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444trumpets
08-07-2007, 03:06 PM
Police seek 'professionals' who removed St. Paul man's testicles

A bizarre medical request and a botched surgery lead police on a search to find the missing suspected quacks.


It doesn't get much stranger than this.
A St. Paul man, complaining of chronic pain, wanted to have his testicles removed. When conventional medical staff refused to do the job, he hired other "professionals" to take off his testicles, according to a search warrant affidavit filed Monday in Ramsey County District Court.


Two or three people operated on the man, Russell Daniel Angus, 62, a couple weeks ago at his home in St. Paul. He was unconscious during the surgery, and when he woke up, his testicles had been removed.
And the "professionals" were gone.
His groin area was bleeding heavily, so he called his daughter. She called for help. When police arrived, they found a makeshift operating room set up in the upper level of the house. There were bright lights, an apparent operating table, medical supplies and equipment, and a camera. Angus was still bleeding, and there was blood in the living room, hall and bathroom, the affidavit said. He was taken to Regions Hospital.
Since then, St. Paul police have been looking for the people behind the surgery, suspecting that it was an illegal medical procedure. Only those licensed to practice medicine in Minnesota may perform a medical procedure here. Angus wouldn't say who the mysterious practitioners were, telling police that he didn't want to get them into trouble.
His wife, Anna Marie Angus, told police that her husband spends a lot of time on the Internet and uses a computer kept in a lower-level bedroom. She said he uses that room because he has limited mobility. The daughter told police that she didn't want them to search her father's house, the affidavit says.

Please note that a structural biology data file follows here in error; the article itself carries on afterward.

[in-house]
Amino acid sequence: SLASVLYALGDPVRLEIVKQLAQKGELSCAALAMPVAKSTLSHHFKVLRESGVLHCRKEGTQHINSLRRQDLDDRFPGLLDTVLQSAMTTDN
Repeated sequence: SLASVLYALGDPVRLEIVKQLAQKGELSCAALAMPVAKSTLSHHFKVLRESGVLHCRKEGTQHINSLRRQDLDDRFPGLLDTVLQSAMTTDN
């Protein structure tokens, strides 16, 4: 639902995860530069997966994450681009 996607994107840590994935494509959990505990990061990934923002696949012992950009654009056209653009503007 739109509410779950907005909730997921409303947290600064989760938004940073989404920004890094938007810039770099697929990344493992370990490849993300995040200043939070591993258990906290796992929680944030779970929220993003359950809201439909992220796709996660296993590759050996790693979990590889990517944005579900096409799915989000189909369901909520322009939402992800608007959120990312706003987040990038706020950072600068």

Police searched the home in the 600 block of York Avenue on July 28, looking for a list of items including blood, medical instruments, fingerprints, documents discussing medical procedures, computers, and testicles. Court documents show they seized three specimen jars, medical supplies, a camera, a computer CPU, and other items.
"Based on my knowledge and experience, I know that it is not common or usual for a licensed medical practitioner to perform surgery in the non-sterile environment of a private home," wrote Sgt. Richard Munoz, in court documents. "I also know that it would be highly unusual, unprofessional and likely negligent for a licensed medical practitioner to perform surgery and then leave a patient before the patient recovered from anesthesia and/or fail to provide immediate follow-up care." St. Paul police spokesman Tom Walsh said he has seen a lot in his years on the force, but this case is remarkable. "I have never in my life seen anything quite like that."